It happened today - September 23, 2015
It’s a bit of an unglamorous start. Billy the Kid was arrested for the first time on September 23 1875 for stealing a basket of laundry. But then, he had an unglamorous life despite the weird aura that came to surround it later.
He broke out of jail after the laundry heist and went on a murderous crime spree that ended, predictably, with an early violent death that came not a minute too soon, as he had murdered some 21 people by the point Sheriff Pat Garrett gunned him down in Fort Sumner, New Mexico on July 14, 1881.
We don’t even know how old “Billy the Kid” was when he died or where he was born. We know he was named William Henry McCarty, though he also went by William Bonney as well as “Kid Antrim,” and that he had no relationship with his father, and that after his mother died in 1874 he quickly started down the path that made him notorious and dead by, at the latest, his very early 20s. And that he had bad teeth. But most of what we know is the surface stuff, the stealing, rustling, gambling and killing.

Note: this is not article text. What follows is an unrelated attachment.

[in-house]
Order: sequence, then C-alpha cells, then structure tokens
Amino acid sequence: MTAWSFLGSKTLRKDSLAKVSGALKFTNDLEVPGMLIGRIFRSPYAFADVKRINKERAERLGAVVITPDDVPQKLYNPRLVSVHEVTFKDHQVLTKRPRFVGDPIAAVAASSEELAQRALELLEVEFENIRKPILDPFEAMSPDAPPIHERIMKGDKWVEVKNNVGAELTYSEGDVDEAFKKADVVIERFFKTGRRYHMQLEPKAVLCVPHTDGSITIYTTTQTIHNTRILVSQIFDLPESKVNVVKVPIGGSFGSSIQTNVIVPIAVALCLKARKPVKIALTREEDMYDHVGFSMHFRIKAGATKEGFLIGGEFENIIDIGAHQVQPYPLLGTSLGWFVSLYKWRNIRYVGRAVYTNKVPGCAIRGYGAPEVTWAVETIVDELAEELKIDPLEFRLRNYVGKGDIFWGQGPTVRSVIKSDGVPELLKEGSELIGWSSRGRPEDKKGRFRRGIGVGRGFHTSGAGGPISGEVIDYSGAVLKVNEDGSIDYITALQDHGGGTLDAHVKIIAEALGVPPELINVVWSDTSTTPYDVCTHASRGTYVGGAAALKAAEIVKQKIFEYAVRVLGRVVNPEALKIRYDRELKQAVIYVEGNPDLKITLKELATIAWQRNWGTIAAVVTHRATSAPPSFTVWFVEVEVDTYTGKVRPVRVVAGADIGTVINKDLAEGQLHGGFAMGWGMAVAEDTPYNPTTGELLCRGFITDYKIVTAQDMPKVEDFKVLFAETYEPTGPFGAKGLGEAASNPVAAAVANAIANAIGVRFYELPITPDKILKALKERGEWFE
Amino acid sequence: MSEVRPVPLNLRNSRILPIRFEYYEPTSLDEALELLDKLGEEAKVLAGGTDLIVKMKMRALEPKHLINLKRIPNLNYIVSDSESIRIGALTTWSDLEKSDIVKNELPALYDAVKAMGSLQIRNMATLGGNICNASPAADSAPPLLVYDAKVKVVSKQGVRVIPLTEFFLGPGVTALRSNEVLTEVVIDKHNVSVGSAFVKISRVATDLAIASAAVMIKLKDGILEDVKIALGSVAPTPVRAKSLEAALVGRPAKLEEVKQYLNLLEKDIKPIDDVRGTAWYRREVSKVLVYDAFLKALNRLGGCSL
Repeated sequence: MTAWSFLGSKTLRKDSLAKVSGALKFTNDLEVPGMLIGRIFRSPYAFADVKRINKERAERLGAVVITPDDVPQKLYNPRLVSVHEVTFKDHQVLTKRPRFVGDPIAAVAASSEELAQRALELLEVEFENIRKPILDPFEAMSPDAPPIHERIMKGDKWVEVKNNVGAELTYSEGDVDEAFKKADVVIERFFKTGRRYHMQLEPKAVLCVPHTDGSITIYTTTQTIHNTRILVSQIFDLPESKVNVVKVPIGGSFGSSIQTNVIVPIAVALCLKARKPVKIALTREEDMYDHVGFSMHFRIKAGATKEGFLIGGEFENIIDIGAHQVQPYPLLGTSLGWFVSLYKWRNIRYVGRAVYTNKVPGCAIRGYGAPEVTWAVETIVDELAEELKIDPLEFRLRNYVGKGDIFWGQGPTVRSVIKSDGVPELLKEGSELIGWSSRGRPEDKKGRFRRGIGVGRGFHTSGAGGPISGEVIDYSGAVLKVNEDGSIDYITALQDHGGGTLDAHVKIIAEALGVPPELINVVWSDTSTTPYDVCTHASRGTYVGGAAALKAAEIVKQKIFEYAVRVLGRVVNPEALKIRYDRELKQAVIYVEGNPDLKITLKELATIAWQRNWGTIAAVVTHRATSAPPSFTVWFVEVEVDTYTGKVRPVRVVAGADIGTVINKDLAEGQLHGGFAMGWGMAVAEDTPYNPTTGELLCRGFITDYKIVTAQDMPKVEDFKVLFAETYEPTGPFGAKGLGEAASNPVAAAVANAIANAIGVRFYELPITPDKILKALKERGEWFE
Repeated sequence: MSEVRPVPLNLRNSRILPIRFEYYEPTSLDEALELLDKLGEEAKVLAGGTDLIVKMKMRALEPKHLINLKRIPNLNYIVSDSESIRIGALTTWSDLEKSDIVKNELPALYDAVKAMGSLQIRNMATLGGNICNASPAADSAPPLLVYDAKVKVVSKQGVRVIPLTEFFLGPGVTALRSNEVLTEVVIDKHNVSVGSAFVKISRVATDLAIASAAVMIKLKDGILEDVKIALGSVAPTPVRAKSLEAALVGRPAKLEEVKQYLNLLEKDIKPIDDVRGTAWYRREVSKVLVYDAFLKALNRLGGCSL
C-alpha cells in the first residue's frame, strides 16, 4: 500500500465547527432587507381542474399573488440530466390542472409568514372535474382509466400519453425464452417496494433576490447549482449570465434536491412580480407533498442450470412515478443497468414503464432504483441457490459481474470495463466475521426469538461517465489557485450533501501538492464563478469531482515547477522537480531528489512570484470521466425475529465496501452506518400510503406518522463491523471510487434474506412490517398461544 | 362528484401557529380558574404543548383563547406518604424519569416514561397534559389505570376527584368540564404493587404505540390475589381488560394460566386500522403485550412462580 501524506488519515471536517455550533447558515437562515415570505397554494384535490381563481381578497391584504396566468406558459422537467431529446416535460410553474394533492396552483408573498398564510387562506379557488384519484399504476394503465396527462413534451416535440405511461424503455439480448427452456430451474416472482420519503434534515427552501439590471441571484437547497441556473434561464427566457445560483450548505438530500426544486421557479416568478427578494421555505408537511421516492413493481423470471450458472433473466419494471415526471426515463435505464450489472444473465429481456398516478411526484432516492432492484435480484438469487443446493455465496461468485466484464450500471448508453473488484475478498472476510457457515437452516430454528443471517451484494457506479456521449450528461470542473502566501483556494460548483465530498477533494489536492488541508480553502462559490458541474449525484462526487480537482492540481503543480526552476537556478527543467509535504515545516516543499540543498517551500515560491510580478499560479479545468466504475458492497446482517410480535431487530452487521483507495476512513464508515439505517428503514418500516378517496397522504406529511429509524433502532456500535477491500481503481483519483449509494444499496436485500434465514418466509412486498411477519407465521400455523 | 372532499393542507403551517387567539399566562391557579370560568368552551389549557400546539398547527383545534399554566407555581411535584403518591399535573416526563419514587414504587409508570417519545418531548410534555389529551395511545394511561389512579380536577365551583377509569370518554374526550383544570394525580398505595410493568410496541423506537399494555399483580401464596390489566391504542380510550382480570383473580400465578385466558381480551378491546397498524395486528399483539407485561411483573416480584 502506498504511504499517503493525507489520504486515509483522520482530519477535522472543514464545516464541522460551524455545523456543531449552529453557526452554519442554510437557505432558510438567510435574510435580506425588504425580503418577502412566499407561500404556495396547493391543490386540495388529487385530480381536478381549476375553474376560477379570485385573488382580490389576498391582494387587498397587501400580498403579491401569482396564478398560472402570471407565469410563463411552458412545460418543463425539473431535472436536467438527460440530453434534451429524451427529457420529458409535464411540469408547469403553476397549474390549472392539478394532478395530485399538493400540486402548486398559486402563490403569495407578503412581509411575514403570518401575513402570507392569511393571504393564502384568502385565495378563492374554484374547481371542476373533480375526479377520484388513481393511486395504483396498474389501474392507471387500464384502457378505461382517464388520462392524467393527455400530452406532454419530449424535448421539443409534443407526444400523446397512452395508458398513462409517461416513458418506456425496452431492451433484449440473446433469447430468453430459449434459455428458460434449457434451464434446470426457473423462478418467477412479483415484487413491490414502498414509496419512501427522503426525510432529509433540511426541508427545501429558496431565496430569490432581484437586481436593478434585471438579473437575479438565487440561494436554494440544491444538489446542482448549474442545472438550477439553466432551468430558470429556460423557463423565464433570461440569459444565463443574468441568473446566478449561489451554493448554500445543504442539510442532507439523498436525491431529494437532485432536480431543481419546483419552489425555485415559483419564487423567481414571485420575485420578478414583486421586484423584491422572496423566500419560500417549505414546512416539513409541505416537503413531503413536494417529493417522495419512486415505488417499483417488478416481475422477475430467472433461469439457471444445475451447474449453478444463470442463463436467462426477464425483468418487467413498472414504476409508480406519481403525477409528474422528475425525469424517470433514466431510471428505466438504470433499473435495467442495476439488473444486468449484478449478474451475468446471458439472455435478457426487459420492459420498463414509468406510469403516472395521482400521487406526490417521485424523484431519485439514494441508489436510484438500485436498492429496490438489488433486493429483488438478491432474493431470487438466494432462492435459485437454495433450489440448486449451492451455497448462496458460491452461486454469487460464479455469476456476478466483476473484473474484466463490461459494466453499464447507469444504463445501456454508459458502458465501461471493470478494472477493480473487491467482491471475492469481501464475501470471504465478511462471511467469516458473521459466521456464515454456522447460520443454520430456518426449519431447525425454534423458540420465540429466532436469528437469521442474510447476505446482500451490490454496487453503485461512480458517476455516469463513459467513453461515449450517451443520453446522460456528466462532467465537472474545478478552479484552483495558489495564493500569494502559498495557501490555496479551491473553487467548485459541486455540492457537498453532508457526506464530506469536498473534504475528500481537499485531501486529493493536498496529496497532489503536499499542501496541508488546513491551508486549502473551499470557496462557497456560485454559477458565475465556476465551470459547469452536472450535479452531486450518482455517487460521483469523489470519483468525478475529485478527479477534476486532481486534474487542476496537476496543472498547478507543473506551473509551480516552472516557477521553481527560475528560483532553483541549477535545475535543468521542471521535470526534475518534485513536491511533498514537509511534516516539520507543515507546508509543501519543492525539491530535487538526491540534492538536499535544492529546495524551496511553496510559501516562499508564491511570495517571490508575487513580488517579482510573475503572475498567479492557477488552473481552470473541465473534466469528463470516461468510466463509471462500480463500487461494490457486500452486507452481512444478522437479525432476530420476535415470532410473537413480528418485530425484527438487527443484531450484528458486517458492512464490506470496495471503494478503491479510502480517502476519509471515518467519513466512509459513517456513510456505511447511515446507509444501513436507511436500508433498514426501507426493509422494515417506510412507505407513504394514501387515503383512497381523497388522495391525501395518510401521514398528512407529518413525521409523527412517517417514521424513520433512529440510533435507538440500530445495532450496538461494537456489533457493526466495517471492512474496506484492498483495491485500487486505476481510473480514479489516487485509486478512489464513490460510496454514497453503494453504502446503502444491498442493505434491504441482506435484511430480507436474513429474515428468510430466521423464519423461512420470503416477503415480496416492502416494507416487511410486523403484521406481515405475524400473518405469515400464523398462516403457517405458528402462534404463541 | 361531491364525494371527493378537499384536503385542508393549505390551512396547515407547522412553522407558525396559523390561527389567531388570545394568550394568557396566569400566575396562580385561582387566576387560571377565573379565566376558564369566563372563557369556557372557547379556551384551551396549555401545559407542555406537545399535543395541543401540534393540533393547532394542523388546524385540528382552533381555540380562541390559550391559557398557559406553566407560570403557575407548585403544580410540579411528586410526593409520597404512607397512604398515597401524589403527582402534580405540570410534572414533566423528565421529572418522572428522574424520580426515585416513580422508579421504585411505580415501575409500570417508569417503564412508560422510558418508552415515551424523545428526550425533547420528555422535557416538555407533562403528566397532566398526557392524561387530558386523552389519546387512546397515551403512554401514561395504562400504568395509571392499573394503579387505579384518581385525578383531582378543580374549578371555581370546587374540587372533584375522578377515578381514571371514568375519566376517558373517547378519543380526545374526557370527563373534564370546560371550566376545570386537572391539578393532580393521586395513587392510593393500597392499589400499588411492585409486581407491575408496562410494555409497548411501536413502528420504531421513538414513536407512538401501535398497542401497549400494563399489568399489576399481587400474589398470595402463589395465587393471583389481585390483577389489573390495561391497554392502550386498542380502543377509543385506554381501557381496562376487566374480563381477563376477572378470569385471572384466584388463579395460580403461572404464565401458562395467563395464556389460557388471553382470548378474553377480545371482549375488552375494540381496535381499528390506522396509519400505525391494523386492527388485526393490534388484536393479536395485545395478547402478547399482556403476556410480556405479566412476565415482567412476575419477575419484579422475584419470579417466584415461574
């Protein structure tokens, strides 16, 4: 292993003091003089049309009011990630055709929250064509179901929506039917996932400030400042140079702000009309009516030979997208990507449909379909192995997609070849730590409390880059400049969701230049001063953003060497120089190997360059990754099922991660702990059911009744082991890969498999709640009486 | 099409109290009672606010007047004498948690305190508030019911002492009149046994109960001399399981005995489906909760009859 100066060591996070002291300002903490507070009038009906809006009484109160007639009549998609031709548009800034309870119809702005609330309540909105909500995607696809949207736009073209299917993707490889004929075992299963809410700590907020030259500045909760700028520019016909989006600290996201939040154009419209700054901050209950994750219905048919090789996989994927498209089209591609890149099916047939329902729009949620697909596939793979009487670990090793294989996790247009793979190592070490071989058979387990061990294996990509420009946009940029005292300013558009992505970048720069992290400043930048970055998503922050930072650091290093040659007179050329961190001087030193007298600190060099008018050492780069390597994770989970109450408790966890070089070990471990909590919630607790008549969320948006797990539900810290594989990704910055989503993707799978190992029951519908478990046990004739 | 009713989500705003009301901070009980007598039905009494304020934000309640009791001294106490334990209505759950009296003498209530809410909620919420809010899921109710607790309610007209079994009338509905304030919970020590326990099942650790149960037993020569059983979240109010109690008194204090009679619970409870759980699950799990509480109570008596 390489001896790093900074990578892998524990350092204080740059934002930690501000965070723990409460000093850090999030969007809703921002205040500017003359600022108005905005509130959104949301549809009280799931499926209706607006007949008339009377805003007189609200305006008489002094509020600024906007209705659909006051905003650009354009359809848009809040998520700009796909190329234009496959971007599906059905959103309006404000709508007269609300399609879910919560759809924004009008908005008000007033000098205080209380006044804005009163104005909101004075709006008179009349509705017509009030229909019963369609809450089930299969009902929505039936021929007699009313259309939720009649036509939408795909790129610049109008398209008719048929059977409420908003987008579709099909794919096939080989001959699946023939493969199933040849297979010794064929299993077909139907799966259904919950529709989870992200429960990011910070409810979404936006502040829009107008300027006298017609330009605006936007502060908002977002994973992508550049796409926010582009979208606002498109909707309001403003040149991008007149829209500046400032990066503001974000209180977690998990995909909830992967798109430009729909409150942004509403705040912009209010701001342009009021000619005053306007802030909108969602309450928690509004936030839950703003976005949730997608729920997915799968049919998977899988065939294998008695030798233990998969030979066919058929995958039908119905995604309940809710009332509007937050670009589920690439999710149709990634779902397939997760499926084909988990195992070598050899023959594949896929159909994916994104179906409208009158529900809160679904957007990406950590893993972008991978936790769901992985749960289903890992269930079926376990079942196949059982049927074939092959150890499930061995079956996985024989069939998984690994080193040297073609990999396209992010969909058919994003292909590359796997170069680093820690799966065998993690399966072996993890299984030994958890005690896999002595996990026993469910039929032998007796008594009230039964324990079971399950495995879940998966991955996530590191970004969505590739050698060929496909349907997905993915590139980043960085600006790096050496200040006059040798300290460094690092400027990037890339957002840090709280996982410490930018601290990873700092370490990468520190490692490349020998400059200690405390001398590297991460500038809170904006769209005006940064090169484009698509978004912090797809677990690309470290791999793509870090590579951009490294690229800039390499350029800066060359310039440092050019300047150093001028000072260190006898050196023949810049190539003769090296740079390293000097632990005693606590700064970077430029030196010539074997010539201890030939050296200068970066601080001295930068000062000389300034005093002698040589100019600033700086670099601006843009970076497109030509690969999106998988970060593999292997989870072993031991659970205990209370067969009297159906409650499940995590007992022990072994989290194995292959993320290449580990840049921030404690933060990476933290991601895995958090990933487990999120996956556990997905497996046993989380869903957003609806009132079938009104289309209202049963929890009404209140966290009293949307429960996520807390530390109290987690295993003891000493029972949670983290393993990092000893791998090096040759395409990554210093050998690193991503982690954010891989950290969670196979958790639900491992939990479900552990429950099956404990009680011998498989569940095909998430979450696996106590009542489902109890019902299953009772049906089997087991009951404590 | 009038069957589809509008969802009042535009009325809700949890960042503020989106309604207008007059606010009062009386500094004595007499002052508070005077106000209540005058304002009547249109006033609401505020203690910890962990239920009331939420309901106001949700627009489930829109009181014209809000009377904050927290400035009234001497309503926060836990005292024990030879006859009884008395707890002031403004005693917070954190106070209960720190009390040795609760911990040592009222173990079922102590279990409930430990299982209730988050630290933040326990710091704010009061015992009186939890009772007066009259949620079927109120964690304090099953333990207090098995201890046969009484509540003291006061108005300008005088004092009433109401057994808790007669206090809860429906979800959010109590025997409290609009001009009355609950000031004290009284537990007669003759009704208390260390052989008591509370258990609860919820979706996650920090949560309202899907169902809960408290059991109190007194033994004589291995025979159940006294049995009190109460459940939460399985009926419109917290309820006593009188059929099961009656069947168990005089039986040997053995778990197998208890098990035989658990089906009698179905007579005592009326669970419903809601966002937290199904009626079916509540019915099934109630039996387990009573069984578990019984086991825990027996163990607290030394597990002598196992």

Yes, he was bold. He broke jail several times and killed lawmen as well as other thugs. But he was a bad, grubby, nasty man and he died a bad, grubby, nasty death. And while he had a difficult start in life, and lived in a bad area (one documentary I watched on the “Lincoln County War” in which he took part described the region as a place where “a man would kill you just to see if a gun worked”) he made choices that other people with tough childhoods in rough places do not make.
The weird thing is, it made him an icon. Garrett became famous for killing McCarty, but also unpopular, partly because he was thought to have shot him without warning. And when he was himself shot dead in 1908 the killer was acquitted and Garrett, who admittedly was rather a nasty character himself, only interests people today because of his association with “Billy the Kid,” who became as famous as Wild Bill Hickok or Wyatt Earp (who incidentally died in 1929 aged 80), a curiously romantic figure, with a museum near his tourist-attraction gravesite.
What for? What’s to like, admire or idealize about this cold, impulsive, vicious killer whose ruthlessness wasn’t even practical, a predictable path not to years of triumphant if amoral hedonism but a hard life and an early, richly deserved death?